1. Upon choosing the intersection of your dowels begin securing them together by wrapping the string around the intersection in a crossed fashion remembering to wrap tightly.

  2. When secured begin at one limb circling from under, over and back over looping only once. Do this tightly.

  3. Proceed to the next limb in the exact same pattern as your first limb. Again, tightly for every limb each and every time.

  4. You may even create a “new” eye with a different color. Tie off the finished color in at least a double knot on it's respective limb. All knot can even be a square knot with the new color. Tie on the new color on top of the knot just tied with at least a double knot. Now you may proceed in the same fashion and pattern as before.

  5. With each revolution around the limbs pull the string tight and bumping it up against the previous loop on the same limb.

  6. When your desired creation has been realized simply tie off the finished string on it's final limb and observe your own work.

This author encourages all to experiment with the God's Eye and other creative artwork of the Native American culture. Through this endeavor you will gain a furthered knowledge, understanding and appreciation of this great people. This people loved life and all the bounty enjoyed to support it. They took care of the elderly, respected them and held them to a high status. They cherished and nurtured the young and reared them in footsteps trod over hundreds of years. There horses they made “one” with the tribe and were a necessity for travel, warfare and hunting.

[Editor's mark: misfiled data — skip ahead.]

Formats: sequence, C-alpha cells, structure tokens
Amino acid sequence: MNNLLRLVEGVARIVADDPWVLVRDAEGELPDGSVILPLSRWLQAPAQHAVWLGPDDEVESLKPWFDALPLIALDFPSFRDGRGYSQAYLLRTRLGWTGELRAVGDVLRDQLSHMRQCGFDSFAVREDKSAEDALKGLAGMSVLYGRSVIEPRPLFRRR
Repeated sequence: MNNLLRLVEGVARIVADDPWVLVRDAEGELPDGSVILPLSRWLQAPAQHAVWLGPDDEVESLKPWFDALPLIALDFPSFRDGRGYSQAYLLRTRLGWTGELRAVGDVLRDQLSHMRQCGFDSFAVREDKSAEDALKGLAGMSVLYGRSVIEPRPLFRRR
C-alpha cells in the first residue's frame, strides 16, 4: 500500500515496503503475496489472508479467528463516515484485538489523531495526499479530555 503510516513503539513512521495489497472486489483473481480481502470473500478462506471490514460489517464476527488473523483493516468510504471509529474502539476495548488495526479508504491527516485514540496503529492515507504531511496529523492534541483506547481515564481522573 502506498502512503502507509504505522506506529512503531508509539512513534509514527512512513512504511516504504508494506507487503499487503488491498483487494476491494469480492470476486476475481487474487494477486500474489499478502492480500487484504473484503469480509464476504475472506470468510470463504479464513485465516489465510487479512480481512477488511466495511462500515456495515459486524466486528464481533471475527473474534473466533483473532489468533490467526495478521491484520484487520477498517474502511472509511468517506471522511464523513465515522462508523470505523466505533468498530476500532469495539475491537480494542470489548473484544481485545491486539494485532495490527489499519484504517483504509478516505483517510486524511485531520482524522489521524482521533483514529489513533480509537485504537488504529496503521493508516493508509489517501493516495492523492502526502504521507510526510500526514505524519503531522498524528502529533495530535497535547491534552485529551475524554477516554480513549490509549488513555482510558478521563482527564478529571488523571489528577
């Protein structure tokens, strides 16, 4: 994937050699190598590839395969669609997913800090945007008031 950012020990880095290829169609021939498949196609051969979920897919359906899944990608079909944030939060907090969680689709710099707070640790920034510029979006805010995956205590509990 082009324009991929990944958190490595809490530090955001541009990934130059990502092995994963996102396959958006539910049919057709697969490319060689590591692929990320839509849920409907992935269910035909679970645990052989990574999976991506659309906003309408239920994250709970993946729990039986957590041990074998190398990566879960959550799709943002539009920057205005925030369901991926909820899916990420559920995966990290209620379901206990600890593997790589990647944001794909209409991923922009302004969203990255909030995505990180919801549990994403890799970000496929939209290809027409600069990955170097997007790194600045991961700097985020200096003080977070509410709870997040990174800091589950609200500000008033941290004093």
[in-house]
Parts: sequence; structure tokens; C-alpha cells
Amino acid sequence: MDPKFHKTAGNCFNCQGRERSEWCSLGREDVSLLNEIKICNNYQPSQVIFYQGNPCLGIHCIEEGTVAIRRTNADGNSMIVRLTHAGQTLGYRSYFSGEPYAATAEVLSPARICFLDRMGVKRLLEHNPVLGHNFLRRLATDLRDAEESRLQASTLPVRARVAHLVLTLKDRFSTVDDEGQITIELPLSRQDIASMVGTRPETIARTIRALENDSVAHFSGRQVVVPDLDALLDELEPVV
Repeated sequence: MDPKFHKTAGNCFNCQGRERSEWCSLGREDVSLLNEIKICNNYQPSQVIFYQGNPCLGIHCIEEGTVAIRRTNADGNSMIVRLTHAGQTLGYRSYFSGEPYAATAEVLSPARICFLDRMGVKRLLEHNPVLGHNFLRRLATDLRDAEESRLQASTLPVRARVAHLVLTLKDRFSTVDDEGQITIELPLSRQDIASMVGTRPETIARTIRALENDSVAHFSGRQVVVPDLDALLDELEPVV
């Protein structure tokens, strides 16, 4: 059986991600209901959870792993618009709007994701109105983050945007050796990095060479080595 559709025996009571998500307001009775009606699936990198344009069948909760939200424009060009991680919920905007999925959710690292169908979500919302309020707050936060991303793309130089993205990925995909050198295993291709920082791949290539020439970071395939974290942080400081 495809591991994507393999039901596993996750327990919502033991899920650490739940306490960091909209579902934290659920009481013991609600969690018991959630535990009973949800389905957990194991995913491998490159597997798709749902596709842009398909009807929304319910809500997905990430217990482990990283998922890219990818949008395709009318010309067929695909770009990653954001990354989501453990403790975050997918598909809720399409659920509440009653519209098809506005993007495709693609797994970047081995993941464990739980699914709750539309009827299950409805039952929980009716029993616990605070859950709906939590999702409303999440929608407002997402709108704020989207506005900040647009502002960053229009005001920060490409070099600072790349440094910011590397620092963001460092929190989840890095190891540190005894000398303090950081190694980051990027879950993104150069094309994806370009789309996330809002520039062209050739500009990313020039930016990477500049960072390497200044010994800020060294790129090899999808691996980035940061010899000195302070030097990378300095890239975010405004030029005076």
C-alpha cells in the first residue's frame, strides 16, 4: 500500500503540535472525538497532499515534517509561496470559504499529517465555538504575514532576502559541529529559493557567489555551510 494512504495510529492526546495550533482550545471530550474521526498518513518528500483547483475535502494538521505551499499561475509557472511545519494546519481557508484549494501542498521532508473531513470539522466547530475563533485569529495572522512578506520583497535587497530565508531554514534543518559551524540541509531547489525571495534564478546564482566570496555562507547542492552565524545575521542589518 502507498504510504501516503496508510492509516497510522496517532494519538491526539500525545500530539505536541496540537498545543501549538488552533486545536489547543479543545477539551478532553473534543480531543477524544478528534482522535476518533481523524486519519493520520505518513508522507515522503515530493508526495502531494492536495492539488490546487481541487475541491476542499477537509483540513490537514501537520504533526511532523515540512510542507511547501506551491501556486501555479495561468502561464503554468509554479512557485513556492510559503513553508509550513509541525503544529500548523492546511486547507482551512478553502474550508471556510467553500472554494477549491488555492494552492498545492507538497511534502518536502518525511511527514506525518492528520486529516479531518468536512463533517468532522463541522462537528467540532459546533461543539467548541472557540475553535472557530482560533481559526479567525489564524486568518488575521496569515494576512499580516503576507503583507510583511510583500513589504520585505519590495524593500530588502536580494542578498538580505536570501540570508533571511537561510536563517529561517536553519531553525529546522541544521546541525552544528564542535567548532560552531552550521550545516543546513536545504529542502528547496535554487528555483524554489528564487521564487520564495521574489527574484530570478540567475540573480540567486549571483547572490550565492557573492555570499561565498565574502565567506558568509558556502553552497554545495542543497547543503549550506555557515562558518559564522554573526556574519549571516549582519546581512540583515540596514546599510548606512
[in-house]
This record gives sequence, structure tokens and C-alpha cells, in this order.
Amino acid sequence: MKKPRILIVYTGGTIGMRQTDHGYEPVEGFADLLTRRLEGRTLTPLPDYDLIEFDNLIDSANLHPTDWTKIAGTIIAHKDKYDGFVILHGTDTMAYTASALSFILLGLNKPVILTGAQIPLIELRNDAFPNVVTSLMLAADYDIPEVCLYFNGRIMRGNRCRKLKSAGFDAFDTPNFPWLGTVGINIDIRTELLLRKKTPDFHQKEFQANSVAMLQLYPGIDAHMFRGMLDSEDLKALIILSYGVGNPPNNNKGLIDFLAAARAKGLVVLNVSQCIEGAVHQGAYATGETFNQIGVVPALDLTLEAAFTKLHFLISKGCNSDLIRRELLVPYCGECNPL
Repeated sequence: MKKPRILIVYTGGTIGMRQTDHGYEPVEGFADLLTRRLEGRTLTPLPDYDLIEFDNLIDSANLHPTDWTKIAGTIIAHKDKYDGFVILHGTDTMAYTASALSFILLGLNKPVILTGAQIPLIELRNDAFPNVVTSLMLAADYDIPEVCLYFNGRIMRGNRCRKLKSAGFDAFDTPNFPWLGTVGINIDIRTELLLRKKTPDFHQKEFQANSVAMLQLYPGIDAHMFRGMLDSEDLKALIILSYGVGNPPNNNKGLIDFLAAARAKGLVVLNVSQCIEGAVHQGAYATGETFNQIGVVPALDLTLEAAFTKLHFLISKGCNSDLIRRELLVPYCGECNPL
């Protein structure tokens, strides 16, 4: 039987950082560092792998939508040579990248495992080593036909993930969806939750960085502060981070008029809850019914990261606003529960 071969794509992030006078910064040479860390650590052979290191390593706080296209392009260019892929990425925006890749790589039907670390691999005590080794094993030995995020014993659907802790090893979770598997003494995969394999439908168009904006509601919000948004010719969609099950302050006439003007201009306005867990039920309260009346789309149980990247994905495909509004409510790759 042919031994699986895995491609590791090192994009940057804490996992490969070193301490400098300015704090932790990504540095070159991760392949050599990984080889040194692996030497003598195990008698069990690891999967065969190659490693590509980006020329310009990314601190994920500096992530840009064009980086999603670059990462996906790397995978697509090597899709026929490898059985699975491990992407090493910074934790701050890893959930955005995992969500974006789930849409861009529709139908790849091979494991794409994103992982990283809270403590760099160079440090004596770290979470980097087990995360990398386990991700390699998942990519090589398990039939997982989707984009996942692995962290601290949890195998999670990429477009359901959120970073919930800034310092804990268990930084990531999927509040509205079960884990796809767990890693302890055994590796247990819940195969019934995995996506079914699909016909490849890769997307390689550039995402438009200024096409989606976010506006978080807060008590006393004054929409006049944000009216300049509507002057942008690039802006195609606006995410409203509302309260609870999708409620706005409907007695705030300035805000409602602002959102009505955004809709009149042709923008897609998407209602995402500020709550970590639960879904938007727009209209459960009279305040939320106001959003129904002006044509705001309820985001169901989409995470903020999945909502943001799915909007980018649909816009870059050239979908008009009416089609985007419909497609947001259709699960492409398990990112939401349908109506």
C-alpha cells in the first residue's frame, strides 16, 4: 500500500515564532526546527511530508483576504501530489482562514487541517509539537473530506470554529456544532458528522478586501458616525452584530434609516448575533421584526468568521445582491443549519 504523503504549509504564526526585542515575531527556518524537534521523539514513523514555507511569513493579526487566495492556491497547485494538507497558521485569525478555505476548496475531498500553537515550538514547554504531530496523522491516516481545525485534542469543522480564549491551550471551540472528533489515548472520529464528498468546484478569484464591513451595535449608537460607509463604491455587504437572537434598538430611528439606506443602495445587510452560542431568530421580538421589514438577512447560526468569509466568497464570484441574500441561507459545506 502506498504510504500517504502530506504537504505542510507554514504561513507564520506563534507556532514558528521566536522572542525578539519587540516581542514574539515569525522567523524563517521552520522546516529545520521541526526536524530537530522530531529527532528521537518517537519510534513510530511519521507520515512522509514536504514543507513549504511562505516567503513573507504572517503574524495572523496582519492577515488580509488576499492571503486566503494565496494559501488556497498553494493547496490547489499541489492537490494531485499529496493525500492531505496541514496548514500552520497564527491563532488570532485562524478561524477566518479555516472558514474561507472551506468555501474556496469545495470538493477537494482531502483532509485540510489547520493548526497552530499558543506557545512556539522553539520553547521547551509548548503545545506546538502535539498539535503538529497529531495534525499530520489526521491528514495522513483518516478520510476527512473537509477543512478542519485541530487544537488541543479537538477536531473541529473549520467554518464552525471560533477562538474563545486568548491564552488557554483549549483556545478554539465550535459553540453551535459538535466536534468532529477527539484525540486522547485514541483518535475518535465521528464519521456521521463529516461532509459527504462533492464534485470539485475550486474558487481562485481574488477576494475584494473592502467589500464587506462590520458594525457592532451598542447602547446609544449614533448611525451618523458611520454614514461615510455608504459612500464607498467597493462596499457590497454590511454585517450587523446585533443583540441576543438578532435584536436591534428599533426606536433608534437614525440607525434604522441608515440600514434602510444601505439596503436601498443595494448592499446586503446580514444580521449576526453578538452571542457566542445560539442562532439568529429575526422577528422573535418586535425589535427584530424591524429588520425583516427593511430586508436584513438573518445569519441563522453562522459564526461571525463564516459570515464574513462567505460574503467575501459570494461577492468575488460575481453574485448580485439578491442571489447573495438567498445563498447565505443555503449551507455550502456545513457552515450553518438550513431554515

Inspired from the Four Winds

For the dead they danced and feasted as well as mourned. Even in modern times the accepted custom at a Native American funeral is to view the body without any glasses on. The point being that one should look upon the dead with the natural eyes. This is respect. This is reverence. This is a tradition of a culture from which we all can learn from and gain great wisdom and understanding.

A good opportunity to view a Native American tradition is to attend one of the many Pow Wows held around the North American continent. Full of dance, color, costume, song and artwork this tradition is a wonderful experience for anyone venturing to understand this people better. This author encourages all to reacquire a “fast becoming lost” understanding of life and spirit, and experience a Native American Pow Wow. Sit and talk with an elder, learn and see history in his or her eyes. Appreciate them and cherish their heritage.

The horse culture that once flourished among this people is gone and in the past. Yet this people are strong and will continue to get stronger in knowledge and spirit. They will, one day, fully acquire the knowledge of their ancestors. Even now the Native Americans are beginning to blossom as the rose.